Nelson plays it safe on gay marriage question: 'Should be left to the states'
Democratic Sen. Bill Nelson on the gay marriage question, brought to the front of the election season by President Barack Obama:
“I have a record fighting against discrimination and standing up for people’s civil rights based on their sexual orientation. I believe marriage should be left to the states, and Florida voted on same-sex marriage in 2008," said Nelson, referring to the ban approved that year. Nelson is running for re-election.
Tonight, he will give a speech at a "Champions of Equality" event in Miami, and according to prepared remarks, he will expand on his record against descrimination, touting support of the "don't ask, don't tell." He does not mention gay marriage. (Remarks below)
I appreciate your thanks for Debbie’s and my support to ban “Don’t Ask, Don’t Tell.”
I am grateful for having the privilege of representing all Americans.
It’s also a privilege to be here with all the other honorees who helped repeal a policy that barred folks because of sexual orientation from serving openly in the U.S. military.
As a member of the Armed Services Committee I cosponsored and voted for, and the President signed this legislation. I was proud to do so.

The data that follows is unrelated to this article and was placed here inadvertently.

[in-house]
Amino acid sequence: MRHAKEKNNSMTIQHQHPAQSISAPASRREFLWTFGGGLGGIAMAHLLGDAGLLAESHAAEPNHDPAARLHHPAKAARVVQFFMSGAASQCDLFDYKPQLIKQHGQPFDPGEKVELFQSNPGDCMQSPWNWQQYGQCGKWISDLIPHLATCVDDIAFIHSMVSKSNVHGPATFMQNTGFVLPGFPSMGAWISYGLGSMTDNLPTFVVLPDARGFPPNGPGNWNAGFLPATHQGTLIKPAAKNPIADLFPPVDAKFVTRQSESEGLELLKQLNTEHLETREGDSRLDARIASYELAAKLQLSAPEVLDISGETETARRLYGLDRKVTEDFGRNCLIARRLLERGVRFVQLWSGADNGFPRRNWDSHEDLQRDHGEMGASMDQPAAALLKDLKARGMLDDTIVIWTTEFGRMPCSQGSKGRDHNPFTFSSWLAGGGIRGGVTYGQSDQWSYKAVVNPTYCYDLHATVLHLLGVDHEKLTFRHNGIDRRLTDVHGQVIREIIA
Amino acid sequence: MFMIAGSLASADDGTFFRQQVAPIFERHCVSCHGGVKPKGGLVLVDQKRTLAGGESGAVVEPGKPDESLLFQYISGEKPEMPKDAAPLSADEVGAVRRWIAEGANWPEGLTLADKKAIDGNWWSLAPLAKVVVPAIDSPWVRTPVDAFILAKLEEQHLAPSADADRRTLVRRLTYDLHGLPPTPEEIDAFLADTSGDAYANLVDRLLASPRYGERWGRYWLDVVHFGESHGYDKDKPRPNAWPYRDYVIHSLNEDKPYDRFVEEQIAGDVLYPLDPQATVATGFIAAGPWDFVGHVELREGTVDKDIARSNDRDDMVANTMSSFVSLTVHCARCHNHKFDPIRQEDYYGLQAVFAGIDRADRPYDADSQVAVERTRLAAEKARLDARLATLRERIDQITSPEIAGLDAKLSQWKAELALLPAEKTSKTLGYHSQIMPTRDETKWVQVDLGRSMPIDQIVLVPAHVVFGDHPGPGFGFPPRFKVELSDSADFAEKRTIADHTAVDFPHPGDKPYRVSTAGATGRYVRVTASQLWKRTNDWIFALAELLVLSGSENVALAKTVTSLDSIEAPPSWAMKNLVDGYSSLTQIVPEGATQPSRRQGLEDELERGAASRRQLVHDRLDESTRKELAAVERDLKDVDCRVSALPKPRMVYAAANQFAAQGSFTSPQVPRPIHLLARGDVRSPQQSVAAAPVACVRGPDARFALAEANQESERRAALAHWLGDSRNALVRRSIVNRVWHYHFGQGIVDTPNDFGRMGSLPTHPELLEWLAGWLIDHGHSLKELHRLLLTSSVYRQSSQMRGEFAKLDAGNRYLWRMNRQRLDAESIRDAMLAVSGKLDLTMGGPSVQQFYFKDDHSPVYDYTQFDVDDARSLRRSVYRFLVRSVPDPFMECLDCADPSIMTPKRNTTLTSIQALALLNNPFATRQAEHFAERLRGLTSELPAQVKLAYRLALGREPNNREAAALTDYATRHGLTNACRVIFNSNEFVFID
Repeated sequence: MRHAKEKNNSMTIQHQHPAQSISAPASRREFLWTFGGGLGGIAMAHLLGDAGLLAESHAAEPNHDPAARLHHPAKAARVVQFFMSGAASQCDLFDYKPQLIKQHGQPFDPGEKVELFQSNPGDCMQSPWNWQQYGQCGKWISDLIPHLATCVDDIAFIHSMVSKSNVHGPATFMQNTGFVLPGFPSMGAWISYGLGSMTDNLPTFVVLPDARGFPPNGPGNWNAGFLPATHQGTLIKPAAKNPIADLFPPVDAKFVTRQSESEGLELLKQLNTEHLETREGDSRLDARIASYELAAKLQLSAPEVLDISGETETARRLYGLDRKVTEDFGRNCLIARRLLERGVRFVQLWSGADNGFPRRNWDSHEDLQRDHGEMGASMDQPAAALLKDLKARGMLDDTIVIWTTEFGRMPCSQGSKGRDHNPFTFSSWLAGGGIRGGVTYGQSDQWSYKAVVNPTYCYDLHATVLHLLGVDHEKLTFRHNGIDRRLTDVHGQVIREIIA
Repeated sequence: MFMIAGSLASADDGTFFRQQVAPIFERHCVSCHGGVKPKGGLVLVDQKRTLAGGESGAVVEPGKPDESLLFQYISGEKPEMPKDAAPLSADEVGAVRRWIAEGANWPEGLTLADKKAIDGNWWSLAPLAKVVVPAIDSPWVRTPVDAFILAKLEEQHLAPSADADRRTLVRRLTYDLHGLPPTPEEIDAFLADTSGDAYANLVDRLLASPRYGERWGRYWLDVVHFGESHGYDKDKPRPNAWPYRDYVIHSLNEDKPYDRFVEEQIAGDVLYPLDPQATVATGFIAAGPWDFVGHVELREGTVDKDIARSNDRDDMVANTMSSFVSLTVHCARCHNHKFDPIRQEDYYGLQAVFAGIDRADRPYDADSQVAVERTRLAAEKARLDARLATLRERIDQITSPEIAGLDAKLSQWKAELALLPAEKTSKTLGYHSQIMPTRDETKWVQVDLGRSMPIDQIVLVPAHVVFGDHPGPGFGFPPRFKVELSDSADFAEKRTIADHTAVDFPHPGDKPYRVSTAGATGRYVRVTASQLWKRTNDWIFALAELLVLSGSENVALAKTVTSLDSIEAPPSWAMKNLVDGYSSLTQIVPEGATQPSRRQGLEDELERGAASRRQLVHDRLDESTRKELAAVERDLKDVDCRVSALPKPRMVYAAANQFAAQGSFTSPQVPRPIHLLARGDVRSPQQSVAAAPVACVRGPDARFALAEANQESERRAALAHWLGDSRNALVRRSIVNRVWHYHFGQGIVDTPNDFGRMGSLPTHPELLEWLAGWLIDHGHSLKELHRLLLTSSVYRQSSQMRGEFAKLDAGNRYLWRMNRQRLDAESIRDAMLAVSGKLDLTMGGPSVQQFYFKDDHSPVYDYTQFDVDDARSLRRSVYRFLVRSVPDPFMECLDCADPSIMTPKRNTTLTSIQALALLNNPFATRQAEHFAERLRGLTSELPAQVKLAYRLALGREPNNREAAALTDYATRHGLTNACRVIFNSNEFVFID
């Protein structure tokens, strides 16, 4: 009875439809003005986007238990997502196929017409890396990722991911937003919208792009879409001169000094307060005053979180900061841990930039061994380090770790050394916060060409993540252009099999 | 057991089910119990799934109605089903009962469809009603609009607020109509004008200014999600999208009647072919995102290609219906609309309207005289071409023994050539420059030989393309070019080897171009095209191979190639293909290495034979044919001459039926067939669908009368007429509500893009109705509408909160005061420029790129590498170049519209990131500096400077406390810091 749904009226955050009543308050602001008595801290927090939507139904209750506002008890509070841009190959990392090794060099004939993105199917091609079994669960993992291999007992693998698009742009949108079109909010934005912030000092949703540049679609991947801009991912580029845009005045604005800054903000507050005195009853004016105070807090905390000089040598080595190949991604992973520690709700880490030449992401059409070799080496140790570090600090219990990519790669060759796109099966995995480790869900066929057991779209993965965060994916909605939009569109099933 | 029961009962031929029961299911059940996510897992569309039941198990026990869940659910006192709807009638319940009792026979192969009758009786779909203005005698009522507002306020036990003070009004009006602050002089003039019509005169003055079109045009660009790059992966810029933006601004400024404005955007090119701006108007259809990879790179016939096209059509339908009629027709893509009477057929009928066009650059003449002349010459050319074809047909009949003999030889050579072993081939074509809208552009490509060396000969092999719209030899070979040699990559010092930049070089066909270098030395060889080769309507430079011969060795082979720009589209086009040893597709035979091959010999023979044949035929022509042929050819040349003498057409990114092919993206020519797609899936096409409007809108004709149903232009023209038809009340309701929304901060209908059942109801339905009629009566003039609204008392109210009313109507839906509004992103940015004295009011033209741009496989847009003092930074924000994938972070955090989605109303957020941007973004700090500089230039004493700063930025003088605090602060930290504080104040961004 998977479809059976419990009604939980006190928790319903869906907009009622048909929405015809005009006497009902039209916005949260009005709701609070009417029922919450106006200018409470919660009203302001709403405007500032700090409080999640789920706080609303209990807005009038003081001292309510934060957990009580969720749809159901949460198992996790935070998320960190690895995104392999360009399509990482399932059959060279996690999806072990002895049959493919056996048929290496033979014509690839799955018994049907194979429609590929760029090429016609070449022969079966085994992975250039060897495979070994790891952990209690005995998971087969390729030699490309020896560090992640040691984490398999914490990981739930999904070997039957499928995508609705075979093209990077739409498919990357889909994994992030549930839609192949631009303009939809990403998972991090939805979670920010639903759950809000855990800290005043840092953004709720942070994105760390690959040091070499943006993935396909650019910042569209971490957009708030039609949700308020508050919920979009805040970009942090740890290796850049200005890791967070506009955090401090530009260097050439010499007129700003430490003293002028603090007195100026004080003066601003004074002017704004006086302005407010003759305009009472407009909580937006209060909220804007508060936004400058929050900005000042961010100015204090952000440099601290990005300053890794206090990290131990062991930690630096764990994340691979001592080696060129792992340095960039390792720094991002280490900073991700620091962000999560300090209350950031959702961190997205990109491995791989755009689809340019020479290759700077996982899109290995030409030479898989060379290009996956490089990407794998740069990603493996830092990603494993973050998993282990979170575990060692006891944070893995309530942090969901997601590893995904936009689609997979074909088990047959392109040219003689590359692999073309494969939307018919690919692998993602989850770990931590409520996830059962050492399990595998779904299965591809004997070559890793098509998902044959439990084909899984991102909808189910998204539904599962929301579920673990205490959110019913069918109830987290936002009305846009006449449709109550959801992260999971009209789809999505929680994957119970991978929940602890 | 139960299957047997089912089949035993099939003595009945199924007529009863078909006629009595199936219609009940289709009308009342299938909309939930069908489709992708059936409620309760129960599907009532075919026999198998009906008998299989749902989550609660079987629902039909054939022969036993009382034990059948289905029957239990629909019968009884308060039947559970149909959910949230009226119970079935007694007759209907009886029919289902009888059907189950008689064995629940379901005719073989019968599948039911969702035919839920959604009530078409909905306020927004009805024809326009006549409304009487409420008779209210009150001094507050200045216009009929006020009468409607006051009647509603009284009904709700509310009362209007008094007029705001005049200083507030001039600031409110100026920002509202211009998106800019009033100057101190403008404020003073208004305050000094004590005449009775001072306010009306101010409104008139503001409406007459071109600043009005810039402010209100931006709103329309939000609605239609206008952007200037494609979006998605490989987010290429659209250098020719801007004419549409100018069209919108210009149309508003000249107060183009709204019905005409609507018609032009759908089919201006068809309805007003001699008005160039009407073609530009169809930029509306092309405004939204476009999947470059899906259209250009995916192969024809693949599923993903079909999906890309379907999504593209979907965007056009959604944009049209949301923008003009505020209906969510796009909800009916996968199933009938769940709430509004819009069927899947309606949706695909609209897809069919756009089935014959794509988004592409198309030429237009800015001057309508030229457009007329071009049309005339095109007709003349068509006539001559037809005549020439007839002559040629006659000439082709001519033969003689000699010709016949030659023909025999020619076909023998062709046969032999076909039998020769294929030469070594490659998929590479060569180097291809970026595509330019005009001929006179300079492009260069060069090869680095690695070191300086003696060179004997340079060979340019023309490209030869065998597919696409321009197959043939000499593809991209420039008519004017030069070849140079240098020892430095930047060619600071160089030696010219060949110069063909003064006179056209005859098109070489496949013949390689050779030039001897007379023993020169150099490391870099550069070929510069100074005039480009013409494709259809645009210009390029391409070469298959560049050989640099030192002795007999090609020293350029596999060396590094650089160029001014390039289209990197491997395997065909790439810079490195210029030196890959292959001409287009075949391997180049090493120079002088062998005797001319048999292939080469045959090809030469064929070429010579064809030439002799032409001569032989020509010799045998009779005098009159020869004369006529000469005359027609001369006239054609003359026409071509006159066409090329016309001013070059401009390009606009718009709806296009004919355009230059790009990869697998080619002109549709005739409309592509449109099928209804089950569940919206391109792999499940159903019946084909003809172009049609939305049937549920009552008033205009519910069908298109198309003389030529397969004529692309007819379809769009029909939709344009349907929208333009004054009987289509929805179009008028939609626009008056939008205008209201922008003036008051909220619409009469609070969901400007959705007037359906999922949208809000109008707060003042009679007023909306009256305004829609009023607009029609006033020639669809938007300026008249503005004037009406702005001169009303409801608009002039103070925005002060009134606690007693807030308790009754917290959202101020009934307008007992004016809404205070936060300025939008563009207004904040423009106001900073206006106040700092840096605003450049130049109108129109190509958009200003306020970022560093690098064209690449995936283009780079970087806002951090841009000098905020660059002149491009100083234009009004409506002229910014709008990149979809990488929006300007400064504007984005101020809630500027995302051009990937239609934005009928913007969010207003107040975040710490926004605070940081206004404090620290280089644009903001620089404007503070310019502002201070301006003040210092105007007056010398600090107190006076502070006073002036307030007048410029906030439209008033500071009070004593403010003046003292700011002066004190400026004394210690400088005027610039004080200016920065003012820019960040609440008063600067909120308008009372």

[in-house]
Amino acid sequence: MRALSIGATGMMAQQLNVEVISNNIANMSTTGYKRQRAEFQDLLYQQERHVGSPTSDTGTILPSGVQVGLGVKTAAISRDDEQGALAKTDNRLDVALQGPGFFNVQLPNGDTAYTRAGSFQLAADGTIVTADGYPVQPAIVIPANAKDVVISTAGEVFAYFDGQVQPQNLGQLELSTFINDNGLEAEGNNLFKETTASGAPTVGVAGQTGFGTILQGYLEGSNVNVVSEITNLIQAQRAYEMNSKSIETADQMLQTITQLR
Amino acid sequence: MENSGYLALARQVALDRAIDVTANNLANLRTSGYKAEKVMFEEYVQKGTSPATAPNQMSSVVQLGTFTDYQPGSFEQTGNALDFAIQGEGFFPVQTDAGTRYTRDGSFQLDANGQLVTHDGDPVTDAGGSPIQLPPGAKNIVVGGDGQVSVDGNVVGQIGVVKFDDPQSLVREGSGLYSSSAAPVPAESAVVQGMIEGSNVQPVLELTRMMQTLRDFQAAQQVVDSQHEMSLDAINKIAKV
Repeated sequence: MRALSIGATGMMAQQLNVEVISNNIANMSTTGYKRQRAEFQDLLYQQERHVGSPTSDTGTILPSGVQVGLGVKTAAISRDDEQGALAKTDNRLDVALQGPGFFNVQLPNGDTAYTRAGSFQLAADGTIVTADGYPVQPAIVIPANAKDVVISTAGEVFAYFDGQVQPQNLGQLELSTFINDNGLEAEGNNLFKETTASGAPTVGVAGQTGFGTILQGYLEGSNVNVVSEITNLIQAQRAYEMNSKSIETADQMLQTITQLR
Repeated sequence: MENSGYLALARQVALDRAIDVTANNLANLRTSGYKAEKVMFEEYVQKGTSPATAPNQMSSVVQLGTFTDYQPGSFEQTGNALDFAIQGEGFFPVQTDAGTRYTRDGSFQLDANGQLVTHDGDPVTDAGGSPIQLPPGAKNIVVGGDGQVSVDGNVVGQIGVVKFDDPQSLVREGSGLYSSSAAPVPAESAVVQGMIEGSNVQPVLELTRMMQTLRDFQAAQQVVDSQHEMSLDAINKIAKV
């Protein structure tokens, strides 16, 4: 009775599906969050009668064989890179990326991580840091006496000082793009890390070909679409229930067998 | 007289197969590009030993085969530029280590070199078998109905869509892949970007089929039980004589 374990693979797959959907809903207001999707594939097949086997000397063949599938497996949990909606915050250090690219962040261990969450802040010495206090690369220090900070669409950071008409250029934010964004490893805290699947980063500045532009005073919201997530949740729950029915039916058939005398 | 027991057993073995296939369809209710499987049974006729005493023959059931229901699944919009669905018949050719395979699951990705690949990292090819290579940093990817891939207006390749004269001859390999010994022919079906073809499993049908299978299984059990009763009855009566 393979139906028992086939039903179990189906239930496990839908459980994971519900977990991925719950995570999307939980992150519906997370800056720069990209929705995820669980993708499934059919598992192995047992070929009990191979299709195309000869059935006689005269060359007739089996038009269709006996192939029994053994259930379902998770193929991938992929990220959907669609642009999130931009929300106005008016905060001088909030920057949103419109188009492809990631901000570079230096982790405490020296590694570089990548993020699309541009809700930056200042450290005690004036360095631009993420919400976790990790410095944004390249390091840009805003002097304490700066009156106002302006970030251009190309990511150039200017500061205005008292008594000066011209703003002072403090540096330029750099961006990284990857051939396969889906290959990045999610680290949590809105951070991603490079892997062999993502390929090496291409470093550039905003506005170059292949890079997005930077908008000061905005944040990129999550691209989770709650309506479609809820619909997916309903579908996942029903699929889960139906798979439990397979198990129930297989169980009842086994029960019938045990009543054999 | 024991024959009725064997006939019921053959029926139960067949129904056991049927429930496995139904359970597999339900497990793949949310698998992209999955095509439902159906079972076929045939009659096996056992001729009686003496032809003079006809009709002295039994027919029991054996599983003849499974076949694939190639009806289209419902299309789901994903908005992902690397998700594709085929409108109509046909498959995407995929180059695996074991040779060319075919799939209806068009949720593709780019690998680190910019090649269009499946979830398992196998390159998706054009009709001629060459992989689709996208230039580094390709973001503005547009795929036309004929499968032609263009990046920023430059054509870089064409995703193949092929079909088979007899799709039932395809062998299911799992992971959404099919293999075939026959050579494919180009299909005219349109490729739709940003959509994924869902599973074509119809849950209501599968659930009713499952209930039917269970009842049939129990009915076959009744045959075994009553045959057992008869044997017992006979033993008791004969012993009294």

The courage, the bravery, the sacrifice and the patriotism of all Americans who serve deserve no less.
Here in Florida, I stood against the proposed changes last year that would have added many people to the waiting list for AIDS medications.
That’s why Sir Elton John and I co-authored a national newspaper column to shine a spotlight on the situation in Florida.
This was not a political issue or a charitable cause. It was a matter of what’s right and wrong; whether or not we are acting in people’s best interest.
It is also a matter of our country’s interest that we take responsibility for the way children can be cruel and injurious to each other.
This is why I’m cosponsoring legislation to stop bullying over a child’s race, color, national origin, religion or sexual orientation. I thank Debbie and Ileana Ros-Lehtinen for their bipartisan sponsorship in the House.
I suppose there are still some folks out there who might question the need for this, or any similar measure.
Let them read the tragic story of the high-school freshman who took his own life last month, after classmates threatened him in cellphone calls, voicemails and online comments for being gay. The local newspaper said: “It wasn’t the first life lost to bullying, but we can strive to make it the last.”
We can – and, we must.
So, tonight let’s call for passage of the bill that would make all of our children safer.
These are difficult times. Extremism. Division. Excessive partisanship. Polarization.
It’s time to bring people together to build consensus in order to govern.
Where we have differences, we can be honest, our dialogue can be respectful and our doors can always be open.
I am privileged to represent Florida in the U.S. Senate -- all of Florida.
Thank you all very much.